Daily Looting: Venezuelans Empty Truck Full of Milk, Set It on Fire

Daily Looting: Venezuelans Empty Truck Full of Milk, Set It on Fire

A mob of starved Venezuelan residents in central Carabobo state stopped a truck full of powdered milk Monday night, looting its contents and setting parts of the truck on fire. Incidents like this, many caught on video, are occurring on a daily basis in the socialist nation as the government struggles to subdue protesters.

Images and video began to surface Monday night from Tocuyito, a neighborhood in Valencia, Carabobo state, of Venezuelans looting a milk truck, followed by fires that caused hours of delays.

The next day, video of a similar incident in western Táchira state began appearing on Twitter. In Táchira, Venezuelans seized and looted a truck carrying rice.

Residents can be seen struggling to join the mob, carrying out some bags of rice. Twitter users used the images to condemn the socialist government of President Nicolás Maduro, joking that the crowd was “waging economic war” against Maduro and condemning Chavismo.

Maduro has been president for three years following the death of dictator Hugo Chávez. During his tenure, years of mismanagement of Venezuela’s lucrative oil industry and strict price and import controls have decimated the nation’s food supply. Control over both prices and currency exchanges has rendered many supermarkets unable to import basic goods. To control the throngs seeking to buy goods like vegetable oil, flour, and milk, Maduro imposed a ration system in supermarkets in 2014. The ration system forced millions of Venezuelans to wait in lines lasting as long as eight hours for food.

In February, the Venezuelan National Assembly passed a resolution declaring a “nutritional emergency.” President Maduro, during a broadcast of his television program, urged Venezuelans to find ways to grow their own food, despite the limitations faced in urban settings.

Food shortages have driven even the most fervent supporters of Chávez to call for a change in government. In a video of yet another looting surfacing on social media in April, a man with a tattoo of Chávez’s face is seen shouting that his people are hungry and calling for change, while a mob fights over a bag of onions in the background.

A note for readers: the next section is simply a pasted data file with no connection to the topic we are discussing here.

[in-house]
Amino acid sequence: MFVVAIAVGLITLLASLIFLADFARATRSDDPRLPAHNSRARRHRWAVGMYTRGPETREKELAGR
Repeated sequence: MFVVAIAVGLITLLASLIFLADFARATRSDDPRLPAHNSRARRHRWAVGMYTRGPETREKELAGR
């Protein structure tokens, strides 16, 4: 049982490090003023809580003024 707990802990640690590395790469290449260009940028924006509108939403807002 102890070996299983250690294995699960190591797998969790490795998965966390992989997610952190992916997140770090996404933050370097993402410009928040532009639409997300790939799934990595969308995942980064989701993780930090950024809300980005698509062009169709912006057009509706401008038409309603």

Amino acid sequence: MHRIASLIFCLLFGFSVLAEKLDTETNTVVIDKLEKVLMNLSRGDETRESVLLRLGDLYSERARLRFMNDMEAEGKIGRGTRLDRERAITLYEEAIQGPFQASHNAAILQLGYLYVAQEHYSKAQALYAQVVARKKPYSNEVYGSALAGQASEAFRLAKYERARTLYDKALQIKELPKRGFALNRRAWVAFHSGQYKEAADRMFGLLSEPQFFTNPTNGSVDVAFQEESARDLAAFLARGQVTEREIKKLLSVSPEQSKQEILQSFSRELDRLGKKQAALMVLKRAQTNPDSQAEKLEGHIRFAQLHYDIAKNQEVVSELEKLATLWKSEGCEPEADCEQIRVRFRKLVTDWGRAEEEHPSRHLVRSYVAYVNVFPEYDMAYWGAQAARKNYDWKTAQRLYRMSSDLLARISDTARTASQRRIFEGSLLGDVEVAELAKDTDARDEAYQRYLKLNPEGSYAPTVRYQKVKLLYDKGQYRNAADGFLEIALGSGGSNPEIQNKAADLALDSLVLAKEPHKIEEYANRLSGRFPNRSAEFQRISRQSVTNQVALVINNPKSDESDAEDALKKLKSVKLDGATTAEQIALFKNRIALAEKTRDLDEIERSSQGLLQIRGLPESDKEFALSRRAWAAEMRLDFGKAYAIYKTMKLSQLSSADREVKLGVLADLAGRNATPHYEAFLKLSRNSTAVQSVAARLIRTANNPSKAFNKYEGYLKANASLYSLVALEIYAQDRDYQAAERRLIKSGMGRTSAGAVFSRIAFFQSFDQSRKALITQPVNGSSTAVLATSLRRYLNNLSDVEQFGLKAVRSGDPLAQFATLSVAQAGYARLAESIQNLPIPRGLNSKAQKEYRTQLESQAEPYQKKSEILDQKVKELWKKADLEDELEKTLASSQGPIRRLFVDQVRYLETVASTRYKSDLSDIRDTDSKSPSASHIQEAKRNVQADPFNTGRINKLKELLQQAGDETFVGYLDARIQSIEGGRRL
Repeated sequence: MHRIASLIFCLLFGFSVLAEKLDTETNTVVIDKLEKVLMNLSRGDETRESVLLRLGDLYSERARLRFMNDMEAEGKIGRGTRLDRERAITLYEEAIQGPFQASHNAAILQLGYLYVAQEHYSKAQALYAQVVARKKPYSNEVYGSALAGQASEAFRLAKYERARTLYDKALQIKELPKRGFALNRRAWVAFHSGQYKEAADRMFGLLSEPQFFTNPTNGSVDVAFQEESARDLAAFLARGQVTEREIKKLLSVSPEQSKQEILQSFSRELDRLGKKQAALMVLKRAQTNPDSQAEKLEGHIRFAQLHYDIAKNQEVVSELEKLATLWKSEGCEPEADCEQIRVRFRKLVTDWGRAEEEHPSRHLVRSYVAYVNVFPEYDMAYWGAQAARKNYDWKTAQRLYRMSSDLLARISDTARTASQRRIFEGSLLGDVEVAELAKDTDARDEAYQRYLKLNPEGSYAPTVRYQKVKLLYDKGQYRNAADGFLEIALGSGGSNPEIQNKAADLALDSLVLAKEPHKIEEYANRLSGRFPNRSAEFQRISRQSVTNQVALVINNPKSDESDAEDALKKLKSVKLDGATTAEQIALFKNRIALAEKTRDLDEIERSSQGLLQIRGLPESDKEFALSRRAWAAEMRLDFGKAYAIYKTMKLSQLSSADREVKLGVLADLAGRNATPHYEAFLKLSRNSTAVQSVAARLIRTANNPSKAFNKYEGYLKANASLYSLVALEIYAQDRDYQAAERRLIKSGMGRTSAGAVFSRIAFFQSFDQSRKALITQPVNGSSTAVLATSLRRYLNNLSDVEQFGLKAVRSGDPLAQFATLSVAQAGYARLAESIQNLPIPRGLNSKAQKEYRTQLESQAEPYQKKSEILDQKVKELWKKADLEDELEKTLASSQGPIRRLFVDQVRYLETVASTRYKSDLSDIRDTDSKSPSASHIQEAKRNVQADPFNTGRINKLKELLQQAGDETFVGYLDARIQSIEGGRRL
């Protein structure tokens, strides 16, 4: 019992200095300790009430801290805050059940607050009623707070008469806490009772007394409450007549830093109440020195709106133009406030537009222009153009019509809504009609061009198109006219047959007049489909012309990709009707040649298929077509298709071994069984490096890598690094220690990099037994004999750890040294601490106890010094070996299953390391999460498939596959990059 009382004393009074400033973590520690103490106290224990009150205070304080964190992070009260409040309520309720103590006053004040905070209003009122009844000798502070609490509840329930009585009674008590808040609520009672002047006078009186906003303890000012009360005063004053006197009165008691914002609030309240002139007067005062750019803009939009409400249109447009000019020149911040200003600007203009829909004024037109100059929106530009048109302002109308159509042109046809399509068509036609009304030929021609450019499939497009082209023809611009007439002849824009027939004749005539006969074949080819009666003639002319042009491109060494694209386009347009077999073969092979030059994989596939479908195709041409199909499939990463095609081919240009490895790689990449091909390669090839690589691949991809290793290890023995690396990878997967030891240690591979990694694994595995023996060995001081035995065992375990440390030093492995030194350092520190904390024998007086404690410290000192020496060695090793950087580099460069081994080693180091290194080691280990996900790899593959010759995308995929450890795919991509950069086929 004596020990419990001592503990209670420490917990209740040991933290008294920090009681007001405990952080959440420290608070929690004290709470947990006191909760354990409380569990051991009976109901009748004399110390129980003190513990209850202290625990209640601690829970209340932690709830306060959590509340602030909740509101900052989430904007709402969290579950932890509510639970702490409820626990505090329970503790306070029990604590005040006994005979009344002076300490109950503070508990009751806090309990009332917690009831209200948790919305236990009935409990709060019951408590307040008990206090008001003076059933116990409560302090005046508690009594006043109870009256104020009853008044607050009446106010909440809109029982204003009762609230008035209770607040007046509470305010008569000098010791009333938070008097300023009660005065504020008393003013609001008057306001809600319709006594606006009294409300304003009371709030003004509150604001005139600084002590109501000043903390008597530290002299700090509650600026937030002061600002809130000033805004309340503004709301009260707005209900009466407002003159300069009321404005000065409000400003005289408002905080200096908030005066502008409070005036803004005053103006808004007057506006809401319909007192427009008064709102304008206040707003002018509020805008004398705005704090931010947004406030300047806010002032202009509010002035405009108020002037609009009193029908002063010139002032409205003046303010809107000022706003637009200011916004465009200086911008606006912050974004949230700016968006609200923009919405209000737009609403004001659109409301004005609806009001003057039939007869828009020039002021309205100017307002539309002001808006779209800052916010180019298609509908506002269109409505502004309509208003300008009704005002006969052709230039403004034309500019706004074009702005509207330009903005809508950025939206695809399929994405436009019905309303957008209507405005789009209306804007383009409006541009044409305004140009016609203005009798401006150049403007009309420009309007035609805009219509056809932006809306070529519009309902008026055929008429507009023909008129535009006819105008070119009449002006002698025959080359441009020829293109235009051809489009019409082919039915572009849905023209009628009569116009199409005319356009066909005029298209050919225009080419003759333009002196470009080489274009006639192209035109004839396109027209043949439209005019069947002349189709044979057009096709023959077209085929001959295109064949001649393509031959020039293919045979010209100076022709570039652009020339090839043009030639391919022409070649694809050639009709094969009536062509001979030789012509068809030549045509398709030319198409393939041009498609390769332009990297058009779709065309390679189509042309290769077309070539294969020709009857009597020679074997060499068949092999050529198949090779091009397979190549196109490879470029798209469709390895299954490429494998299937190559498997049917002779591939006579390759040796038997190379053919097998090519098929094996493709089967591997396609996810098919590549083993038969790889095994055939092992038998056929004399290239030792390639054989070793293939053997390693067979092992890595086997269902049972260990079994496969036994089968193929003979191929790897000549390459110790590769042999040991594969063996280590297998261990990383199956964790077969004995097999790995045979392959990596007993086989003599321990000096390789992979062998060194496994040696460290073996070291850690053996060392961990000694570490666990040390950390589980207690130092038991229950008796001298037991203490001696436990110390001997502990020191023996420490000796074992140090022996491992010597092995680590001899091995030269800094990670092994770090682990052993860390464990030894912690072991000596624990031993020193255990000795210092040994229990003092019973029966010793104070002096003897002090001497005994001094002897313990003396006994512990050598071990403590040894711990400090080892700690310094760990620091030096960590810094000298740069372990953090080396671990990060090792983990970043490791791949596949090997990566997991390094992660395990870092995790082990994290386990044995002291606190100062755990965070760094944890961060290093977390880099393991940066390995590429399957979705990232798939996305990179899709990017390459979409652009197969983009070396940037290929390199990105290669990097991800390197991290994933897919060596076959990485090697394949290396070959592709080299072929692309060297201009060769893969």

Estimates vary on the number of public lootings taking place in Venezuela, though all evidence points to a significant spike in recent weeks. The Venezuelan publication El Pitazo collected government crime data to find that at least 91 lootings have occurred in 2016, with 15 attempts to loot thwarted by police and the Bolivarian National Guard. 181 people have been arrested so far as part of the counter-looting effort.

RunRun.es, another Venezuelan online media outlet, found that — between May 13 and 20 — 25 lootings or looting attempts occurred nationwide, more than two a day. The outlet notes that the incidents were distributed nearly evenly across the country, suggesting that no one state is more vulnerable to such incidents than others.

Maduro has repeatedly accused the United States of conspiring to sink the Venezuelan economy, referring to the alleged campaign as an “economic war.” In response to the nation’s widespread hunger problem, Maduro has mobilized Venezuelan troops for exercises against potential “imperialist” invasion. “From the empire, they dream of dividing our armed forces… fragmenting them, weakening them,” he said at a military event this week.

Maduro has also moved to keep Venezuelan citizens from leaving to the United States. In March, the socialist government demanded that the 100-strong staff of the U.S. embassy in Caracas be reduced to 17 people, the same number operating the Venezuelan embassy in Washington. This week, the U.S. embassy announced it could no longer accept visa applications from Venezuelan nationals to the United States as it was severely understaffed and could not process them all.


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